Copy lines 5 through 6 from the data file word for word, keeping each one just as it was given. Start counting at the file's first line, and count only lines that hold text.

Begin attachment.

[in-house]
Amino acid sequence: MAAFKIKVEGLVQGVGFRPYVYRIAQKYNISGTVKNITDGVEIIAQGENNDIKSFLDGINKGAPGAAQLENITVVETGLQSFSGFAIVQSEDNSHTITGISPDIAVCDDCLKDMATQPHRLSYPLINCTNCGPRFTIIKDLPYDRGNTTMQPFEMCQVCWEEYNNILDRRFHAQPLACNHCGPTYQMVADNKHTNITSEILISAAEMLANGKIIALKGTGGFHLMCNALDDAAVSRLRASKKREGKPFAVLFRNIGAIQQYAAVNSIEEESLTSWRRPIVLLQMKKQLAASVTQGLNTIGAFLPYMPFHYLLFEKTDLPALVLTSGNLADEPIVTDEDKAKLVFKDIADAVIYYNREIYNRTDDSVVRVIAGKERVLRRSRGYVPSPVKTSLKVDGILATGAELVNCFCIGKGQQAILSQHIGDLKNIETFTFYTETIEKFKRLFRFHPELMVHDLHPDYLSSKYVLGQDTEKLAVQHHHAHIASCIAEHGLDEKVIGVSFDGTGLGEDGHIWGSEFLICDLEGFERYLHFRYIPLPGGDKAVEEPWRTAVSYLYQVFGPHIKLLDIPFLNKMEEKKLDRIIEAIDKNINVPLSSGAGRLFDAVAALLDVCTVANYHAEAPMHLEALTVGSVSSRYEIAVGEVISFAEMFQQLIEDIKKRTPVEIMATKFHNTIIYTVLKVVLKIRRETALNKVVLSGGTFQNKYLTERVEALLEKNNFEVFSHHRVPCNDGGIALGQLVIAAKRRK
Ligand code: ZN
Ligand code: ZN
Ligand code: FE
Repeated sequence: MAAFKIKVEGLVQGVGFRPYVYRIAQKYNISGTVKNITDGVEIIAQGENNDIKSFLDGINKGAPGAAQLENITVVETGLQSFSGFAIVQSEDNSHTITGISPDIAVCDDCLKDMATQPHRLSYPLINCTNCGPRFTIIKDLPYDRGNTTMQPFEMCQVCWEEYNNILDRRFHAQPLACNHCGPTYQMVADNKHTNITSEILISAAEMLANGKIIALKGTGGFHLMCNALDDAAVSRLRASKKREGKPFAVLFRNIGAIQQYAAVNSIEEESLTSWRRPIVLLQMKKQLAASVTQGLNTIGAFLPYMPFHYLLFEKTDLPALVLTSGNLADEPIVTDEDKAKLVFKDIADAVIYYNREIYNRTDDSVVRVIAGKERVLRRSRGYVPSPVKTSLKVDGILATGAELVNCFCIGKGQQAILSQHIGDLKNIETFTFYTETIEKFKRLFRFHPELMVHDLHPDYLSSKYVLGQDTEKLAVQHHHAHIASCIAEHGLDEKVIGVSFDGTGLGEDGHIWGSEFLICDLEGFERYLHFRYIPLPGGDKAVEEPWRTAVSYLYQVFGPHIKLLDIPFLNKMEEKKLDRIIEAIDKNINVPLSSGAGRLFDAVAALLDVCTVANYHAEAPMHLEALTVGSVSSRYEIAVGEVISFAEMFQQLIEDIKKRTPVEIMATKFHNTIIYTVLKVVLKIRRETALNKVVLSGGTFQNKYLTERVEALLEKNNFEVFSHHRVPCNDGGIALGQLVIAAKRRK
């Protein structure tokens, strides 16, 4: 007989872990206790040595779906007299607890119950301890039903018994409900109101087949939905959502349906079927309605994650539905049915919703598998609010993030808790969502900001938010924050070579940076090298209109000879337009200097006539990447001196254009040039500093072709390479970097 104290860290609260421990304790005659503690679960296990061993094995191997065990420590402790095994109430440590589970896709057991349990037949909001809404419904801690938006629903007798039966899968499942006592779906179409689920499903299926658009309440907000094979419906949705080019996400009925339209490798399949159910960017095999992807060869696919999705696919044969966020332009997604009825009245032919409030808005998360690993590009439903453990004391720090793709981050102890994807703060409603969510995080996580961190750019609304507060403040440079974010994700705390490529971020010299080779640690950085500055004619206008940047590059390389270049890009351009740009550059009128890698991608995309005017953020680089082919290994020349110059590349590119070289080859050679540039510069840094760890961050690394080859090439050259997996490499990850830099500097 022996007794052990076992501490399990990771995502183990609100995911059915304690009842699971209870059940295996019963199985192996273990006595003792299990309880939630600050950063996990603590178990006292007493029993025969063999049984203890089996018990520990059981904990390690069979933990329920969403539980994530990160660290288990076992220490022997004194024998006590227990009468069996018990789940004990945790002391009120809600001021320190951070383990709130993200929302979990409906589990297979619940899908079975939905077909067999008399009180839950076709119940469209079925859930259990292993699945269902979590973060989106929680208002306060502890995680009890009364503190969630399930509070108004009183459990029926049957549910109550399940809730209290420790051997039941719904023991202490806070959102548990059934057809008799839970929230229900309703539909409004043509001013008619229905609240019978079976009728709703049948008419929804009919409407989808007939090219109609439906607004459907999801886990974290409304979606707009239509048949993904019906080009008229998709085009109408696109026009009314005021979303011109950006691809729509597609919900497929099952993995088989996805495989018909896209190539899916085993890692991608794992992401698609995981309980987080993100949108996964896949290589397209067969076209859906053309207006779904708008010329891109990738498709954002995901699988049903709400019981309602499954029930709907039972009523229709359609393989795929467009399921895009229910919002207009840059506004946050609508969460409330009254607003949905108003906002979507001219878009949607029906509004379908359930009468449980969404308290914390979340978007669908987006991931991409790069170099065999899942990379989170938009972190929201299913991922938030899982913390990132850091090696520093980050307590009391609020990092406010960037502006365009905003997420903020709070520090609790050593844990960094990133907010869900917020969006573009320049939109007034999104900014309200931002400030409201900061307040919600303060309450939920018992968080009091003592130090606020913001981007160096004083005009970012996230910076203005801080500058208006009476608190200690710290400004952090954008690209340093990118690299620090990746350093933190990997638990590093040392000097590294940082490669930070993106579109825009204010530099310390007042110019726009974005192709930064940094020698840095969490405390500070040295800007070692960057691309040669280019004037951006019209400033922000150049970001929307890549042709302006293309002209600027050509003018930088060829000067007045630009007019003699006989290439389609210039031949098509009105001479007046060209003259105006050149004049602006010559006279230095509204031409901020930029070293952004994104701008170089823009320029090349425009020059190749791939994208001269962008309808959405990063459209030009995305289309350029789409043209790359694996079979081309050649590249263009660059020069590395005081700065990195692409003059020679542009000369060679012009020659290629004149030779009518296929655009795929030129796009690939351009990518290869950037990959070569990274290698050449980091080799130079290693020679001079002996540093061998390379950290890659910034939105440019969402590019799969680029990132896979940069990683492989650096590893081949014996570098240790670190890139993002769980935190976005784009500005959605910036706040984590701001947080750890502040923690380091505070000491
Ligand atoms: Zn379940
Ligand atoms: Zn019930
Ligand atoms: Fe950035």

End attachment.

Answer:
Ligand code: FE
Repeated sequence: MAAFKIKVEGLVQGVGFRPYVYRIAQKYNISGTVKNITDGVEIIAQGENNDIKSFLDGINKGAPGAAQLENITVVETGLQSFSGFAIVQSEDNSHTITGISPDIAVCDDCLKDMATQPHRLSYPLINCTNCGPRFTIIKDLPYDRGNTTMQPFEMCQVCWEEYNNILDRRFHAQPLACNHCGPTYQMVADNKHTNITSEILISAAEMLANGKIIALKGTGGFHLMCNALDDAAVSRLRASKKREGKPFAVLFRNIGAIQQYAAVNSIEEESLTSWRRPIVLLQMKKQLAASVTQGLNTIGAFLPYMPFHYLLFEKTDLPALVLTSGNLADEPIVTDEDKAKLVFKDIADAVIYYNREIYNRTDDSVVRVIAGKERVLRRSRGYVPSPVKTSLKVDGILATGAELVNCFCIGKGQQAILSQHIGDLKNIETFTFYTETIEKFKRLFRFHPELMVHDLHPDYLSSKYVLGQDTEKLAVQHHHAHIASCIAEHGLDEKVIGVSFDGTGLGEDGHIWGSEFLICDLEGFERYLHFRYIPLPGGDKAVEEPWRTAVSYLYQVFGPHIKLLDIPFLNKMEEKKLDRIIEAIDKNINVPLSSGAGRLFDAVAALLDVCTVANYHAEAPMHLEALTVGSVSSRYEIAVGEVISFAEMFQQLIEDIKKRTPVEIMATKFHNTIIYTVLKVVLKIRRETALNKVVLSGGTFQNKYLTERVEALLEKNNFEVFSHHRVPCNDGGIALGQLVIAAKRRK